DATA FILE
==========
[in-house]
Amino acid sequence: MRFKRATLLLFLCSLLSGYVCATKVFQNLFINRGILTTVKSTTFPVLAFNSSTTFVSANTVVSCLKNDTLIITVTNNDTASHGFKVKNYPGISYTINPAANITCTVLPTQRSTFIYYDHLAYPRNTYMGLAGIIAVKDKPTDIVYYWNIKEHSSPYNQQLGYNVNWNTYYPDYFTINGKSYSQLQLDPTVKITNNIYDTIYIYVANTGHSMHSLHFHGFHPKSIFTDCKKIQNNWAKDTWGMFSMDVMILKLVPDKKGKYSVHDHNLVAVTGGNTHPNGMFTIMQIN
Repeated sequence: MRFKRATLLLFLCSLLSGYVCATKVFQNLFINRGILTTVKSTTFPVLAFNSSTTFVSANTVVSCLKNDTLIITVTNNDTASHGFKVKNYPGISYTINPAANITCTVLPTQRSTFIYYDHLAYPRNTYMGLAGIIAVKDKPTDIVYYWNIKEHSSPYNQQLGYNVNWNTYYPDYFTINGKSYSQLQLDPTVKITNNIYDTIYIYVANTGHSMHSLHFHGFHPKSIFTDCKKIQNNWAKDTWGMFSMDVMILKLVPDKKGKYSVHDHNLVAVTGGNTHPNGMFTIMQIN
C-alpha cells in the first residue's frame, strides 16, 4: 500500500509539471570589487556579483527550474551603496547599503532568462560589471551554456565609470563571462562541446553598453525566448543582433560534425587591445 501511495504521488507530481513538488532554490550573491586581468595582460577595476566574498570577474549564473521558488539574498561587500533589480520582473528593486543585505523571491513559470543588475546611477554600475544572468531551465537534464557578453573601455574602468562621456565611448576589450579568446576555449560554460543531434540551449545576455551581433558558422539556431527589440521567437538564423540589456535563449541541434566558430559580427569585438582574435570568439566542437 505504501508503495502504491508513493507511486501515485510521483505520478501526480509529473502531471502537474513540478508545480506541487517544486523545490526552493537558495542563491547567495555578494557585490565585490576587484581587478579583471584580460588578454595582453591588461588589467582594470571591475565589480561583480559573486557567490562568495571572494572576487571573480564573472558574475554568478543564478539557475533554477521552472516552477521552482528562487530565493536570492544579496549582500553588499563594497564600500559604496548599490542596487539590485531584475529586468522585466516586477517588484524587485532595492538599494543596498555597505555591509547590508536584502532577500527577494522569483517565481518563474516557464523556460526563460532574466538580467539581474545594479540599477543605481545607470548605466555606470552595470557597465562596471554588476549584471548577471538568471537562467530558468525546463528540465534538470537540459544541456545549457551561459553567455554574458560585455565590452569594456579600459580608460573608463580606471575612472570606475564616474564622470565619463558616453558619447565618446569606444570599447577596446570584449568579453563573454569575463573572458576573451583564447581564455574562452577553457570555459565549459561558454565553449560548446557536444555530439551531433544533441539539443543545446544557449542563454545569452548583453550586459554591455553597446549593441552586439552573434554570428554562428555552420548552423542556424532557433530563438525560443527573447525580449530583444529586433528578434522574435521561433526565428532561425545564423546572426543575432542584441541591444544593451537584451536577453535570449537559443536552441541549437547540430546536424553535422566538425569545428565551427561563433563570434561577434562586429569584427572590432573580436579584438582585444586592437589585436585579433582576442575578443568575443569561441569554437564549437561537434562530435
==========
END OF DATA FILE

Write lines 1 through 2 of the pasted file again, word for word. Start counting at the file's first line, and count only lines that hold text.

[in-house]
Amino acid sequence: MRFKRATLLLFLCSLLSGYVCATKVFQNLFINRGILTTVKSTTFPVLAFNSSTTFVSANTVVSCLKNDTLIITVTNNDTASHGFKVKNYPGISYTINPAANITCTVLPTQRSTFIYYDHLAYPRNTYMGLAGIIAVKDKPTDIVYYWNIKEHSSPYNQQLGYNVNWNTYYPDYFTINGKSYSQLQLDPTVKITNNIYDTIYIYVANTGHSMHSLHFHGFHPKSIFTDCKKIQNNWAKDTWGMFSMDVMILKLVPDKKGKYSVHDHNLVAVTGGNTHPNGMFTIMQIN